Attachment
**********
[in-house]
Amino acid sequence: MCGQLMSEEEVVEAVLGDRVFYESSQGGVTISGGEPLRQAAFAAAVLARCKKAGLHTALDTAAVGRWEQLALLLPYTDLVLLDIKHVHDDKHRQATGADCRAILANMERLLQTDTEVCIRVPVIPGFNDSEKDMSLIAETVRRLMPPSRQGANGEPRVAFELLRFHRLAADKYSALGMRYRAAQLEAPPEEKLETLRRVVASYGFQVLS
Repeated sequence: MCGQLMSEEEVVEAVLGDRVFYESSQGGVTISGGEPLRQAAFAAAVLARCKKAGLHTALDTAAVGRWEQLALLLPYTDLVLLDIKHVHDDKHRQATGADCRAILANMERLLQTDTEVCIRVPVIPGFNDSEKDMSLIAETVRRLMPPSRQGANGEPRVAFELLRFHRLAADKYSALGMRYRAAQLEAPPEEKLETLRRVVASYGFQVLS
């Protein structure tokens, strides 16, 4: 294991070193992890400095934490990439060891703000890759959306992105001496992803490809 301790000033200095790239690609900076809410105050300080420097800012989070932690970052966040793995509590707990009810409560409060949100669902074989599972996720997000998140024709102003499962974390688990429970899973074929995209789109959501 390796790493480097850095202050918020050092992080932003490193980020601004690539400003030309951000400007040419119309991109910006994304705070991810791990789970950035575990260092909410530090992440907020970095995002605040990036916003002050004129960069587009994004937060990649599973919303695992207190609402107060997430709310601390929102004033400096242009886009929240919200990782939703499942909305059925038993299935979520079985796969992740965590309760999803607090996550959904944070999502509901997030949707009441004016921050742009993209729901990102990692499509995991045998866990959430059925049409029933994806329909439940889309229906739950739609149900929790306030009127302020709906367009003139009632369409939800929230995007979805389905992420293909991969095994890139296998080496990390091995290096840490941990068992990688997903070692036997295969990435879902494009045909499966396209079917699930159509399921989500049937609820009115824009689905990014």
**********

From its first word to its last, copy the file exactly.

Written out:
[in-house]
Amino acid sequence: MCGQLMSEEEVVEAVLGDRVFYESSQGGVTISGGEPLRQAAFAAAVLARCKKAGLHTALDTAAVGRWEQLALLLPYTDLVLLDIKHVHDDKHRQATGADCRAILANMERLLQTDTEVCIRVPVIPGFNDSEKDMSLIAETVRRLMPPSRQGANGEPRVAFELLRFHRLAADKYSALGMRYRAAQLEAPPEEKLETLRRVVASYGFQVLS
Repeated sequence: MCGQLMSEEEVVEAVLGDRVFYESSQGGVTISGGEPLRQAAFAAAVLARCKKAGLHTALDTAAVGRWEQLALLLPYTDLVLLDIKHVHDDKHRQATGADCRAILANMERLLQTDTEVCIRVPVIPGFNDSEKDMSLIAETVRRLMPPSRQGANGEPRVAFELLRFHRLAADKYSALGMRYRAAQLEAPPEEKLETLRRVVASYGFQVLS
């Protein structure tokens, strides 16, 4: 294991070193992890400095934490990439060891703000890759959306992105001496992803490809 301790000033200095790239690609900076809410105050300080420097800012989070932690970052966040793995509590707990009810409560409060949100669902074989599972996720997000998140024709102003499962974390688990429970899973074929995209789109959501 390796790493480097850095202050918020050092992080932003490193980020601004690539400003030309951000400007040419119309991109910006994304705070991810791990789970950035575990260092909410530090992440907020970095995002605040990036916003002050004129960069587009994004937060990649599973919303695992207190609402107060997430709310601390929102004033400096242009886009929240919200990782939703499942909305059925038993299935979520079985796969992740965590309760999803607090996550959904944070999502509901997030949707009441004016921050742009993209729901990102990692499509995991045998866990959430059925049409029933994806329909439940889309229906739950739609149900929790306030009127302020709906367009003139009632369409939800929230995007979805389905992420293909991969095994890139296998080496990390091995290096840490941990068992990688997903070692036997295969990435879902494009045909499966396209079917699930159509399921989500049937609820009115824009689905990014």